Nancy Galambush

How Sweet the Sound of Dulcimer Music

How Sweet it Is: Nancy Galambush Fosters Local Interest in Dulcimer Music

It’s a tale from Nebuchadnezzar to nightmares. Who knew dulcimer diaries could be so intriguing, from notorious Biblical references to waking up with a palpitating heart?  

In eastern North Carolina, if you’ve even dabbled with a dulcimer, you’ve probably been a part of Nancy Galambush’s story, in or influenced by one of her groups. She plays in a trio, Flat Mountain Dulcimers, a group that brought home a first place award at the NC State Fair Folk Festival in 2019. She also leads a group based in Kinston called Waterbound, and provides instruction for one in Greenville, 4th Street Dulcimers. But her ties to Greenville go even deeper than the dulcimer: she is also a cellist with the Pitt Community College Symphony Orchestra. Because there’s always room for cello, even on a dulcimer diet.

Flat Mountain Dulcimers

While Galambush took a class on the hammered dulcimer in Greenville with Mike Hamer years ago, she usually plays a mountain dulcimer. “A type of zither, it is also referred to as an Appalachian Dulcimer, Lap Dulcimer, Strummed Dulcimer, Dulcimore and a Hogfiddle,” she says. “‘Dolce’ means ‘sweet’ and people generally interpret the word ‘dulcimer’ to mean ‘sweet music’.” The dulcimer also gets a mention in the Bible, in the King James version of Daniel, though she says it was likely a very different instrument.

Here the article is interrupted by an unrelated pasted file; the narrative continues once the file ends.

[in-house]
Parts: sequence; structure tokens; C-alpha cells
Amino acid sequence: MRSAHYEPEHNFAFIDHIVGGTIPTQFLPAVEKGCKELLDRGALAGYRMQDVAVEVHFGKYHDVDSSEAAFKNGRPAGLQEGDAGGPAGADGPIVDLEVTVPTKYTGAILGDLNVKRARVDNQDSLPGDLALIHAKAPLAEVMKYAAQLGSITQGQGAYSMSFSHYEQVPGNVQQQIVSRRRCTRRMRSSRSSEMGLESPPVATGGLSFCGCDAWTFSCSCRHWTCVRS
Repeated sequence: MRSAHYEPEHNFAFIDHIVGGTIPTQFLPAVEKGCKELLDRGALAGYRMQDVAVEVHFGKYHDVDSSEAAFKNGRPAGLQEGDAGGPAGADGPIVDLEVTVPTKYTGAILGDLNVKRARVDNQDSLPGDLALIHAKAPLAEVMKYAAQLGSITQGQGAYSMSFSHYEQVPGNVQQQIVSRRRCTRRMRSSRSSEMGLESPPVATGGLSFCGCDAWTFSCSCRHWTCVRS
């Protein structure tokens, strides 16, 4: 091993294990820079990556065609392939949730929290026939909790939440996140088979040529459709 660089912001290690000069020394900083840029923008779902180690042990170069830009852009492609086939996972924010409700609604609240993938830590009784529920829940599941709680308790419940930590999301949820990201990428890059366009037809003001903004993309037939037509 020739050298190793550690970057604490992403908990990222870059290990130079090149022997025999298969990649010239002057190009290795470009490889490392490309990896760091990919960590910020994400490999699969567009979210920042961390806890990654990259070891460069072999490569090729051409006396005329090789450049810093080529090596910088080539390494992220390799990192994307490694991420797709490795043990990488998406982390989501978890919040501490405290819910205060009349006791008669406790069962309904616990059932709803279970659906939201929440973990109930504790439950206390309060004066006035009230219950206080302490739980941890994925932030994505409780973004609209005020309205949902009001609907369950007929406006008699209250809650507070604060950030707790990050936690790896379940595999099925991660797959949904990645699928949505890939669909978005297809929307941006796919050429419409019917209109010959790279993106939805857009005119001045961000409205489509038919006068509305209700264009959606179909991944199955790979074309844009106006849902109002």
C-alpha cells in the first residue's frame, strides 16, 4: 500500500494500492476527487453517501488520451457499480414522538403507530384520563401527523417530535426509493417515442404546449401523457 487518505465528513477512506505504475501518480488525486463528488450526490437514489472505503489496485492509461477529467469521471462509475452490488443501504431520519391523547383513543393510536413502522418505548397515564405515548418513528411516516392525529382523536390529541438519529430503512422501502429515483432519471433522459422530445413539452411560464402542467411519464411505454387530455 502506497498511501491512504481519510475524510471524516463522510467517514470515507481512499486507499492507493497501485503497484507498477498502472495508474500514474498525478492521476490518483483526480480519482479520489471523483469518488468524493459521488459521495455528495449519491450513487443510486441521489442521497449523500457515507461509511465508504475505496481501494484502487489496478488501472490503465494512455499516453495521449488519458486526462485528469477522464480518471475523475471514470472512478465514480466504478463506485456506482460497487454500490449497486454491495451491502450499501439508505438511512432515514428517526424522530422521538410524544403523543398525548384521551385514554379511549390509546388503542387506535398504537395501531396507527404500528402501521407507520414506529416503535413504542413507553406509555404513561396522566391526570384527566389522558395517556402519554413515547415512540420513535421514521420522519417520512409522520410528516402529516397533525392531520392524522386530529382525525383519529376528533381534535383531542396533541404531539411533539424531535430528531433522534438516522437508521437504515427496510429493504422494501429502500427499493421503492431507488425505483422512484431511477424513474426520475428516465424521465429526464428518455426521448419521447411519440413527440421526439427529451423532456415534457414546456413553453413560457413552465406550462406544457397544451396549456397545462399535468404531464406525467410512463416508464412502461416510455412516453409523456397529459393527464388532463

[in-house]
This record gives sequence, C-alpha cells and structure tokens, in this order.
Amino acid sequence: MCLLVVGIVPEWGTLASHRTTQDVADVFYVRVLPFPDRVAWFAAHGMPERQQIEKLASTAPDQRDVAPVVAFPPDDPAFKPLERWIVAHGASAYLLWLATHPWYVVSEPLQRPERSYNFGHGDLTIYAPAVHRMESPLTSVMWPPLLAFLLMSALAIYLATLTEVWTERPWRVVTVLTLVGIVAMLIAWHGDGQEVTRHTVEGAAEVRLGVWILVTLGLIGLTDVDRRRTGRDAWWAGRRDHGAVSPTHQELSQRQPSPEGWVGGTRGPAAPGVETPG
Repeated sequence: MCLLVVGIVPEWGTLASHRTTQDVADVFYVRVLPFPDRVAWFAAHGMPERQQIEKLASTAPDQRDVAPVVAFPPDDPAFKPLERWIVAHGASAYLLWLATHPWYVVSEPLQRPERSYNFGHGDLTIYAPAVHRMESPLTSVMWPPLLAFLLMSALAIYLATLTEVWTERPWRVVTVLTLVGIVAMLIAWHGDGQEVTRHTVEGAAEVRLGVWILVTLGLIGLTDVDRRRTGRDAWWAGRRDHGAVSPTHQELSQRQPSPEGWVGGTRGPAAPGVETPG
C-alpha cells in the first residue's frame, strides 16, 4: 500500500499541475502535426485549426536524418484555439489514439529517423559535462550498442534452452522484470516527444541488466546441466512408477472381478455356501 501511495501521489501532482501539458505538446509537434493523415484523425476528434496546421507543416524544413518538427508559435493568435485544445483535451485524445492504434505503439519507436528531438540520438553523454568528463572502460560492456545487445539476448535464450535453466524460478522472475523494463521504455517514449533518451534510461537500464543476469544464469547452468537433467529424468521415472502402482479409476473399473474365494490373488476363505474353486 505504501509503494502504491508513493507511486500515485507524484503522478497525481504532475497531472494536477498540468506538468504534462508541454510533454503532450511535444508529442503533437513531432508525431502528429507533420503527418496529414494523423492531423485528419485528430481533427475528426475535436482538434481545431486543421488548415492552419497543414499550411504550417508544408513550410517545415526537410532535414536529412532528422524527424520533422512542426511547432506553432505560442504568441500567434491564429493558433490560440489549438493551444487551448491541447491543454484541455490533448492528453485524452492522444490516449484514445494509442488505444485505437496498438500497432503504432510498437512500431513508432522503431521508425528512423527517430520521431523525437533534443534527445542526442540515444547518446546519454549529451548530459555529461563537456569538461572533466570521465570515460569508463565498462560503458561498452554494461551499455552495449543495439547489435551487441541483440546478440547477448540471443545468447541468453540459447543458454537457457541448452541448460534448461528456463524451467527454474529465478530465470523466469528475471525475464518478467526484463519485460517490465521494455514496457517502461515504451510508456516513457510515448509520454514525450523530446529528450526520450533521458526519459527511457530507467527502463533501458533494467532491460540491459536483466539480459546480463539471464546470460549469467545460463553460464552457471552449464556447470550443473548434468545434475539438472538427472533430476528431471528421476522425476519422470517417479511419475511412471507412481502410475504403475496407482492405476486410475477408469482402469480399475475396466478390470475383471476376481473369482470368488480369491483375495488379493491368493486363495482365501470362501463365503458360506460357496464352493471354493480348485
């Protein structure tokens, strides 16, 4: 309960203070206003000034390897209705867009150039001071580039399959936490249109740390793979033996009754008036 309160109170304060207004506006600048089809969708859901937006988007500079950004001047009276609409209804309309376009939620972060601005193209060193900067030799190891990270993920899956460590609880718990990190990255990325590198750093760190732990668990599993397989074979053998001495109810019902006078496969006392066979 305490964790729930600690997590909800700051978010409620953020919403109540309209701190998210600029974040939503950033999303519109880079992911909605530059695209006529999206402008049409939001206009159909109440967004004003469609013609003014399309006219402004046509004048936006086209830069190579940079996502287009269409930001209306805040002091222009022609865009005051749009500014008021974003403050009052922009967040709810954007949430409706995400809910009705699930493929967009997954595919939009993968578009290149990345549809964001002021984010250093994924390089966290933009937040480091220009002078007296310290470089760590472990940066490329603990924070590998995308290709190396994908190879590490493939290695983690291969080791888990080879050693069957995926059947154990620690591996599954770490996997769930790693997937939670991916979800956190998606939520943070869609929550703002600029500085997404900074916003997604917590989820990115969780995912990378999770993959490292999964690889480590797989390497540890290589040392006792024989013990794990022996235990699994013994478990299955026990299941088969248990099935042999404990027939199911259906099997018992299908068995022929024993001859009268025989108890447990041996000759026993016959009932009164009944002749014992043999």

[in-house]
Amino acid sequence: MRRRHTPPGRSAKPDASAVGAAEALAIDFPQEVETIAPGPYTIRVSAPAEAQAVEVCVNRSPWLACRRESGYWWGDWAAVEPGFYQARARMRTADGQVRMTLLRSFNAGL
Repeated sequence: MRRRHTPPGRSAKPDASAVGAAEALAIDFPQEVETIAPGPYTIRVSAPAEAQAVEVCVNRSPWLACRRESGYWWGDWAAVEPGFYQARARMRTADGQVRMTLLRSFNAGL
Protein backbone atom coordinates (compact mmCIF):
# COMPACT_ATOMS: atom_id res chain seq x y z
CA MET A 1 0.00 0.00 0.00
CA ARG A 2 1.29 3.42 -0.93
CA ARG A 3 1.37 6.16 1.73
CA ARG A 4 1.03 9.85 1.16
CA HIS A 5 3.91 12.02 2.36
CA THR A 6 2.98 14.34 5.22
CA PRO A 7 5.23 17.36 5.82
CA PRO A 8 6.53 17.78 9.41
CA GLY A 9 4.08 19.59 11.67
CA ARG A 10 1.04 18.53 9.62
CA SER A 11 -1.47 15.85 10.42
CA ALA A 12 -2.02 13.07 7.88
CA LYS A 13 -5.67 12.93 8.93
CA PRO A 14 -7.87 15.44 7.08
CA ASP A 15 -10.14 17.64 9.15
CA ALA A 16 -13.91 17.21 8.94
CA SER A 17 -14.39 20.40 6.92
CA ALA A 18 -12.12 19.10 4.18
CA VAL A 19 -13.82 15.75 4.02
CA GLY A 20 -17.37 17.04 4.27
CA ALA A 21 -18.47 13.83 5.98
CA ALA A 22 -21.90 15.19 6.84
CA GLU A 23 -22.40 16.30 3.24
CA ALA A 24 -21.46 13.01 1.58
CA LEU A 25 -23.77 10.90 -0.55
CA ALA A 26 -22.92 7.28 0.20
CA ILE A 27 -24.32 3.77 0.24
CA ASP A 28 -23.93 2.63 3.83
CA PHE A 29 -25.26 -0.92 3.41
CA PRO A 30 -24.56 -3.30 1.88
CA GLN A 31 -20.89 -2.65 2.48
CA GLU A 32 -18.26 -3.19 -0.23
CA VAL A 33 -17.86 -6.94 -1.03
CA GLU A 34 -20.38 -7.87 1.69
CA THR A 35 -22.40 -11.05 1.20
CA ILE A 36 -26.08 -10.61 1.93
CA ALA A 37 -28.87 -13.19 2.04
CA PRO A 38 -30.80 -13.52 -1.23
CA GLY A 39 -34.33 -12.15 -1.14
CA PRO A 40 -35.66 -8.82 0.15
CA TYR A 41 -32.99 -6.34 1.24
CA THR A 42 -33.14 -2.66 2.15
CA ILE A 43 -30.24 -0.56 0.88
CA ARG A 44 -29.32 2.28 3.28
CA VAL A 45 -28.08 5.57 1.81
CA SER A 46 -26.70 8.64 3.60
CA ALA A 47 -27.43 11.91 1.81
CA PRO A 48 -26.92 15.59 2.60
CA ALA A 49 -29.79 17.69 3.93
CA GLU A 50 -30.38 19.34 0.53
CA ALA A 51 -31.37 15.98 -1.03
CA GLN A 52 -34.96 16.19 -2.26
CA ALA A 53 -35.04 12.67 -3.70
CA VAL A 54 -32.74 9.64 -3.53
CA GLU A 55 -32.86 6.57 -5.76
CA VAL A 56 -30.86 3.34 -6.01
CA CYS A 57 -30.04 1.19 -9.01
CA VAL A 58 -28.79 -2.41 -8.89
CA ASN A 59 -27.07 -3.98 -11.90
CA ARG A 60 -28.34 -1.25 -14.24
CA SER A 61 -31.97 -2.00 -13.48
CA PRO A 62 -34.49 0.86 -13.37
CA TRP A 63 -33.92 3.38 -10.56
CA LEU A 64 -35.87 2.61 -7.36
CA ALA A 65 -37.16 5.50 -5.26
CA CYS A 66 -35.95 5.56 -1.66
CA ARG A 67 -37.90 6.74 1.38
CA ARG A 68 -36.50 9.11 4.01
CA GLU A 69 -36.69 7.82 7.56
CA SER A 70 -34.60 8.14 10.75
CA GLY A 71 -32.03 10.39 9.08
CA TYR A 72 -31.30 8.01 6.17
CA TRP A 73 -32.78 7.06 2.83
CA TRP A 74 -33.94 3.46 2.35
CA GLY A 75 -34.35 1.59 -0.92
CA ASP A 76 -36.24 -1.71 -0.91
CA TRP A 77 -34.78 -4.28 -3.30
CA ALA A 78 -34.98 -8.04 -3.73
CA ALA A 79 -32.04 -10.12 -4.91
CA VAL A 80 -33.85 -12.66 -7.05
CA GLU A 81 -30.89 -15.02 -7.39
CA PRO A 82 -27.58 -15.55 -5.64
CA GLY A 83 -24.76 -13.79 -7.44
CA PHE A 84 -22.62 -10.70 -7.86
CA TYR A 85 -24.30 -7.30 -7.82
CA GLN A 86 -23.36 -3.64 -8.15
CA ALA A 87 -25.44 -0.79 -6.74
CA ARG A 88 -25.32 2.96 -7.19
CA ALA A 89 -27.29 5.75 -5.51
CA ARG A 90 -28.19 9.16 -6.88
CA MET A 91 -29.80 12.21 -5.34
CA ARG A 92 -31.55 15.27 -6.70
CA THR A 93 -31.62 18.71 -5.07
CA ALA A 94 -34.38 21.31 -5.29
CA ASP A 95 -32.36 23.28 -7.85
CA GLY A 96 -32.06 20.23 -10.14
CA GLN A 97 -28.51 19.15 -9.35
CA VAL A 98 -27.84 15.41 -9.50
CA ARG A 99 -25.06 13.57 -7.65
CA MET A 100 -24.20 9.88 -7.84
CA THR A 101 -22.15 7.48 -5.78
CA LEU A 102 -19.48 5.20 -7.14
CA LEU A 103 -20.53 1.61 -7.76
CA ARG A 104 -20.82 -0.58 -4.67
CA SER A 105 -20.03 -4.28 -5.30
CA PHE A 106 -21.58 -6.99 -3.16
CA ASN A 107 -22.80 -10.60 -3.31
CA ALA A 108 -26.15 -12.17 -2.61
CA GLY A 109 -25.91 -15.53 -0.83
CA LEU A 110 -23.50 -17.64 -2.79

Now residing in the farming community of Arba outside of Snow Hill, Galambush grew up in Cleveland, Ohio, moving to eastern North Carolina in 1985 to work at Caswell Developmental Center as an audiologist/supervisor, retiring in 2012. It was there, in 2000, that Waterbound began playing together to enthusiastic audiences. They met in Kinston but came from all over eastern North Carolina.“Since eastern North Carolina had just experienced the flooding following Hurricane Floyd, we decided to call ourselves Waterbound Dulcimers,” Galambush says. 

But her dive into dulcimers began much earlier. “When I was a kid, my family went camping in the Smoky Mountains. That is where I first saw and heard a dulcimer,” Galambush remembers. In 1998 her late husband JC Bradshaw decided he wanted to build one. “He asked me if I would learn to play, and that is how I got started.”

There were no teachers in this area at that time, so she started out learning with a book. “A friend encouraged me to go to Appalachian State University for their week-long dulcimer workshop,” she explains. “Once I got there, I was amazed at the variety of sounds the professionals could get from an instrument which I had thought was a pretty simple instrument, and the types of music they could play in addition to old-time fiddle tunes and ballads.” She left inspired to go home and practice.